This morning we are not in such a rural environment. I am meeting Gordon at a place called Zack’s. It is the sort of restaurant name that unnerves my inner Frenchman. To quell my unease, I ask him about his career.
“I’ve worked in fintech all my life,” he says.
He has a track record of Asia regional management roles at big tech names like HP and Cisco. These are established vendors that sell their own products, so the emergence of not-for-profit, open source development required a change of thinking, but Gordon was happy to try something new. He was appointed Hyperledger’s Asia lead in 2016 and has overseen a rapid expansion of its local membership.
It is not yet time to dive into the China blockchain scene, because Gordon is hungry and I need a coffee.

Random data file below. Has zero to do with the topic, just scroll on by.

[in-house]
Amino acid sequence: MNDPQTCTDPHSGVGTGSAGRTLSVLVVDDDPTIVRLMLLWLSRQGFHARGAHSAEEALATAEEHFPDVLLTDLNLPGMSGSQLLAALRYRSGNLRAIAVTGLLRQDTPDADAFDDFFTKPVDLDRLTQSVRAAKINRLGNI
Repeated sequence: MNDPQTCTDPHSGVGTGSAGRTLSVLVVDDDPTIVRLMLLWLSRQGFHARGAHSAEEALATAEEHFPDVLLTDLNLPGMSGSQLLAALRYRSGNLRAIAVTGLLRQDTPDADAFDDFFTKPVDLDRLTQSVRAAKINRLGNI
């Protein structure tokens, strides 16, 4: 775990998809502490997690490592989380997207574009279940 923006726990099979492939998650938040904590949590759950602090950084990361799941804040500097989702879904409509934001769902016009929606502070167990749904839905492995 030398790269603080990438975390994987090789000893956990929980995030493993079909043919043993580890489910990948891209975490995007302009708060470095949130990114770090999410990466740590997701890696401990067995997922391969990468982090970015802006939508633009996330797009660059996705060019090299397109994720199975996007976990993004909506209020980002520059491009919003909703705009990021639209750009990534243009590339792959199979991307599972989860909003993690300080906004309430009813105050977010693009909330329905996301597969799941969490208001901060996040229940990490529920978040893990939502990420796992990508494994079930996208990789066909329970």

- Read more:
- Hyperledger: as explained by Brian Behlendorf, Linux Foundation
- FWD goes open source to extend business reach
- BNY Mellon pursuing “open architecture” in custody
DB has a reputation for being artificial, and I can see why. A menu here is as contrived as the Disneyland park nearby. My guest orders a “Doorstopper Toast” with mint tea. I opt for “Discovery Bay’s B.E.S.T. Breakfast”.
Gordon spends a lot of time in China. “It is the most difficult market to penetrate as well as the most rewarding,” he says. Hyperledger is de facto a standard for permissioned blockchains in the Middle Kingdom.
So why is Hyperledger so important and successful?
“Blockchain is a coordination technology,” he explains. “You can’t be the only one writing it.”
I love that. It deserves another coffee.
Gordon goes on to explain that Hyperledger is in fact an umbrella name for a dozen projects focused on supply chain, sovereign identity, distributed computing, consensus algorithms, BaaS…
BaaS? Is that for music on the blockchain project?
No, it is not a soundtrack. It is “blockchain as a service”. Project Cello manages blockchain efficiently while running on top of various cloud infrastructures.